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GO:OD AM by Mac Miller

Mac Miller; A Pittsburgh native, Musical inventor and a person who is far from perfect. He is also the creator of the album titled “GO:OD AM”. This album, along with any of the other music he has made would fall under the genre of rap and like Mac and his music, others such as Earl Sweatshirt and Tyler The Creator share the same likes of musical progression, artistry, storytelling and authentic emotion. GO:OD AM is no exception either. Let me take you on an ascension through mac’s life as a struggling addict and his slipping grip on those around him as well as his fight to reclaim the life and relationships he once had.


Starting off, Mac Miller sets “Doors” as the first track. As mentioned earlier, Mac is an addict and in this song he sounds as if he is trying to find a balance between asking for forgiveness from his loved ones and rationalizing his addiction. In the song, He drops the line “...Didn’t mean to cause you pain, I just needed to escape, Ain’t saying that I’m sober, I’m just in a better place…”. From this you can hear his conflicting points of views. Later in the song he says “...These doors will close, and people change..”. This line shows that he is also deciding to forget about forgiveness at the moment and do what he wants while he’s still alive. This idea leads him into the next song, “Brand Name”. He begins his verse with the lines “We inbetween heaven and hell, ---- a 9 to 5, I’d rather end up dead or in jail”. His expression of this state of mind shows that he is deciding to embrace the wild lifestyle and accepting the clear end result of it. He expresses this decision a lot more throughout the song. He drops lines like “I’m too high, you can’t reach me with the cell phone, No goodbyes, No hellos”, “You don’t want this life I live, You’d rather have a wife and kids.” and “...To everyone who sell me drugs, Don’t mix it with that --------, I’m hoping not to join the twenty seven club.” All these lines, especially the last shows that Mac believes he is on top of the world and is riding his highs unconcerned about the consequences. Over the next few songs Mac boasts this lifestyle. I really love the lyrics and I relate to most of them. I also love the production of these few songs too, especially “Doors” which was produced by Tyler The Creator who is also one of my favorite artists of all time. In my mind I’ve split up this album into 3 parts and these first few songs (Doors, Brand Name, Rush Hour, Two Matches and 100 Grand Kids) I would describe as Mac’s reckless stage.


Later on in the album we get to the song “Weekend”. In this song Mac expresses his realization that the lifestyle he is leading is turning him into a bad person. Mac drops the bars “I got a system filled up with toxins…”, “Getting high to deal with my problems” and “but I be good by the weekend”. All of these lines are said in a remorseful tone as he is starting to see that he’s been messing up lately. The next song on the album after “Weekend” is “In The Bag”. This song actually makes fun of the lifestyle that Mac is trying to move away from in a dark, comedic tone. You can see this comedic outlook multiple times in the song, especially when he says “When I was younger, I was just a little wild ------------, Tryna be like all the people on the television.” and “Your mom work an extra job just to get you Jordans, Just so you can show up at your school looking fresh saying “I don’t know ‘bout you, but me? I’m important” Shows that Mac is mocking people who exhibit this behavior and how he’s growing an increasing disdain for it. These set of songs (Time Flies, Weekend, Clubhouse, In The bag and Break The Law) all show the switch in the state of mind that Mac had. When I listen to these songs I like to think of it as the phase of realization for Mac and I also connect with this part of his album and the whole idea of realizing bad habits and fixing them before they destroy you. This positive change leads Mac into the last part of his album.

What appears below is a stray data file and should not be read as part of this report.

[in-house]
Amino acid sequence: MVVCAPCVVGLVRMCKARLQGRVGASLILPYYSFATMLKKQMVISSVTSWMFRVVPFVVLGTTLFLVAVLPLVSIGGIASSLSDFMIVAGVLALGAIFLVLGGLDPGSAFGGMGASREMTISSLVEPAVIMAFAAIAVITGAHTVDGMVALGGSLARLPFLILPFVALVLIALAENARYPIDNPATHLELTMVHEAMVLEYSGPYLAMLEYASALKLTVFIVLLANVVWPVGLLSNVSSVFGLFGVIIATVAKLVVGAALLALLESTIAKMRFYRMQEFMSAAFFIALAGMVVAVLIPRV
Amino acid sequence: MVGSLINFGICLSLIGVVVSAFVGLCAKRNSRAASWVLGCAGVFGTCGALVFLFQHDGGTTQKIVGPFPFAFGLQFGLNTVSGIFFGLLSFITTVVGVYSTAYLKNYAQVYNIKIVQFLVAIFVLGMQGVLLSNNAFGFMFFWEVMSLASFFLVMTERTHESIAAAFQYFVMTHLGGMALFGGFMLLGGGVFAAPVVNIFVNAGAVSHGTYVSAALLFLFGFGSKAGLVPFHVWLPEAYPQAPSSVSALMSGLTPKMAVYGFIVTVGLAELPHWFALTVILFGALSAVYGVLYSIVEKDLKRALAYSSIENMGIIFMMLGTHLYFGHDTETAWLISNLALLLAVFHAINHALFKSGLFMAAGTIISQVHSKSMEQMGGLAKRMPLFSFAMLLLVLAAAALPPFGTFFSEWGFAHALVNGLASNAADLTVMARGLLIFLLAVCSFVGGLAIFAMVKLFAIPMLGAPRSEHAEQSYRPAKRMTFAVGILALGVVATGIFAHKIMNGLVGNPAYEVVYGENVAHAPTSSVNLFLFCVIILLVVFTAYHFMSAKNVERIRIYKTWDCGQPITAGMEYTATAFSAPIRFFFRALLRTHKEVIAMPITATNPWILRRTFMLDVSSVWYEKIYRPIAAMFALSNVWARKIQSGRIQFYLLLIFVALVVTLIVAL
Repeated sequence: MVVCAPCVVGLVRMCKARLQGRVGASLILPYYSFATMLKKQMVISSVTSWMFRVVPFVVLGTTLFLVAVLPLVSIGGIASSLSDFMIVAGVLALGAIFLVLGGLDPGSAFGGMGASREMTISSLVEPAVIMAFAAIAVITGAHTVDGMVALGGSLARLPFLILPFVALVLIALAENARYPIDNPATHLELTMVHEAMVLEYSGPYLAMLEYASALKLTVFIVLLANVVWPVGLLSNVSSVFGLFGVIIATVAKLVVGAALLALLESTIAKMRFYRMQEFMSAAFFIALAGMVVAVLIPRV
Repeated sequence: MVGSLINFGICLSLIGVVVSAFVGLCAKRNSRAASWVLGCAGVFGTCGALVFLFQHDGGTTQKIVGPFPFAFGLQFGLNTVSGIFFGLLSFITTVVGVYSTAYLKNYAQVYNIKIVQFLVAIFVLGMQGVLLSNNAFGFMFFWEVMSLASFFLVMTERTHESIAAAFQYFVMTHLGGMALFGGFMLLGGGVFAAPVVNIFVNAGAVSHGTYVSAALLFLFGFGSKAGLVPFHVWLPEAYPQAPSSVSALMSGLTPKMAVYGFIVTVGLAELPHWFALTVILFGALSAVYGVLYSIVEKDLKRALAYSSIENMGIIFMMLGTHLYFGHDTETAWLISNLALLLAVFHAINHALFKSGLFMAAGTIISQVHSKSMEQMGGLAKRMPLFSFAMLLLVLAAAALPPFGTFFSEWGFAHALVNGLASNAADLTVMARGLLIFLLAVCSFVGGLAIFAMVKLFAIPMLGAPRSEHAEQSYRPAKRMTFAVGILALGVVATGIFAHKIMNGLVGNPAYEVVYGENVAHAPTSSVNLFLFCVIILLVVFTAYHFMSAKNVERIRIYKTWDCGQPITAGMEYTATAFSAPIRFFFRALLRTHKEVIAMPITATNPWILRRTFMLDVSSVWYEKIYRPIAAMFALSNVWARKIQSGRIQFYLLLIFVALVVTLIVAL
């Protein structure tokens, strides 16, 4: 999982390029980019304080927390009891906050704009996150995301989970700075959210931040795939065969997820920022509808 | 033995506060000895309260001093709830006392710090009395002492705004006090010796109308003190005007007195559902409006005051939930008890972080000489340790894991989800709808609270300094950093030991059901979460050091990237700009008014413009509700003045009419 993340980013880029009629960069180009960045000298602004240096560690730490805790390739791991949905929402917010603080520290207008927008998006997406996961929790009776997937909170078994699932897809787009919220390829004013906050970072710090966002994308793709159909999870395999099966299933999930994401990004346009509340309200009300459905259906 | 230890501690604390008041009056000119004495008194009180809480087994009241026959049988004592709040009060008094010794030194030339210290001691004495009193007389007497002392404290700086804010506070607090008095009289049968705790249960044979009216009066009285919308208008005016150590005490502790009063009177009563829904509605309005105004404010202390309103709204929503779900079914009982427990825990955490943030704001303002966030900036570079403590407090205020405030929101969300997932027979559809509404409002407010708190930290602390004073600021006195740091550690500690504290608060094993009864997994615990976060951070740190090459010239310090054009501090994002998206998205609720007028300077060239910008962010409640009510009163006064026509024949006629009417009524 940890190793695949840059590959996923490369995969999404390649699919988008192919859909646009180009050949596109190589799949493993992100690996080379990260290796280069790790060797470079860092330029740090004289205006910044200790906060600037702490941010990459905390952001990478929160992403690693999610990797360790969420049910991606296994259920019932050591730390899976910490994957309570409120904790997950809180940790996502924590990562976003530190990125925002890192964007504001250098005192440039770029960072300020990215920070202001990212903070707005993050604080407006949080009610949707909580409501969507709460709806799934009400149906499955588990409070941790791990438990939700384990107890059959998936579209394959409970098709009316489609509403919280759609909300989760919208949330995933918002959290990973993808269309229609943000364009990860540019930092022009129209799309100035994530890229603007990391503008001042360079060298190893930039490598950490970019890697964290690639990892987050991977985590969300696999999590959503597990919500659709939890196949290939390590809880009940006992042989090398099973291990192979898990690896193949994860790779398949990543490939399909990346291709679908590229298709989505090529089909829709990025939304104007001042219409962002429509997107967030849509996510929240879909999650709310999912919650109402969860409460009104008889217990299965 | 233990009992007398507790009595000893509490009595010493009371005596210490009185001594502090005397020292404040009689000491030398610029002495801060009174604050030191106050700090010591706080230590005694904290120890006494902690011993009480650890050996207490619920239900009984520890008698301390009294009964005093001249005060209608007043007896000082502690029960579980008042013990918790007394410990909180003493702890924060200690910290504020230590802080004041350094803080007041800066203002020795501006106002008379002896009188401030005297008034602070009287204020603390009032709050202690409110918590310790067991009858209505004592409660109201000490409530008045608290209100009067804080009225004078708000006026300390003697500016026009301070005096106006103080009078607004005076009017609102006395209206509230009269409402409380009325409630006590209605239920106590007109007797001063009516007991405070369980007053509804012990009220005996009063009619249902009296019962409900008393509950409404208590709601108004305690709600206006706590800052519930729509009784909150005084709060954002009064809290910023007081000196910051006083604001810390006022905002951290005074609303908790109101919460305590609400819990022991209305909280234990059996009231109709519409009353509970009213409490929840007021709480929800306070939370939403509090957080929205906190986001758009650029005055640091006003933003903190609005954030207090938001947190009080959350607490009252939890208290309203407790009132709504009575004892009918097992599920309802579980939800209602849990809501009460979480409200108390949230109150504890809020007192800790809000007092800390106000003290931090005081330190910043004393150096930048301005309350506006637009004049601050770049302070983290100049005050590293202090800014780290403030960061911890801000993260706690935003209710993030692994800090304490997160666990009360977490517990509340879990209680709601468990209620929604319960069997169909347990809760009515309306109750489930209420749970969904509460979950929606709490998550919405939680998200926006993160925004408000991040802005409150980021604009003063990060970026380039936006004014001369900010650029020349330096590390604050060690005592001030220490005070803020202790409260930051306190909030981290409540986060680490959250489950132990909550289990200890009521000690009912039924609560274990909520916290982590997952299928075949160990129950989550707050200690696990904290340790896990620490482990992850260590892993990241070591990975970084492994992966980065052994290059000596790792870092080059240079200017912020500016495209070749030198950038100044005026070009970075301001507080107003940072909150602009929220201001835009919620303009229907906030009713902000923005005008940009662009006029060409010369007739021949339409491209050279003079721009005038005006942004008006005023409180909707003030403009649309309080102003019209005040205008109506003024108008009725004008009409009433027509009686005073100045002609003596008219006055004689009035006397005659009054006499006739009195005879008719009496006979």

Towards the end of the album, Mac lays down the track titled “Perfect Circle/Godspeed”. Throughout the song, Mac points out that he’s better than his addiction. You can hear this when he says “I moved up from a private to a sergeant, you can see it from a scarface”. This is mac’s way of saying that he has matured and is past all of the drugs, money and random women he had been dealing with. In the whole second half of the song Mac writes a confession-like letter to his loved ones and his girlfriend. He expresses things like “Everybody say I need rehab, Cause I’m speedin' with a blindfold on and won’t be long, ‘til they watching me crash and they don’t wanna see that, They don’t want me to OD and have to talk to my mother, Telling her they could have done more to help me and she’ll be crying saying that she’ll do anything to have me back…”. This part points out that he’s woken up to his addiction and is handing it to avoid any heartbreak. The last few songs (Perfect Circle, Godspeed, When In Rome, ROS, Cut The Check, Ascension, Jump and The Festival) solidify Mac’s entry into being an adult and being a new person all together. I would say that this part is Mac’s final stage of committing to being sober for his loved ones and his self.


The album GO:OD AM is a journey through Mac’s life and the learning process that he went through too. I would recommend this album to teens and young adults who lived or are living a rough lifestyle and need something to boost hopes of remission from it. Every time I listen to this album I too am brought back to tough times in my life but it also reminds me of how Mac and other music like his helped me pull through.




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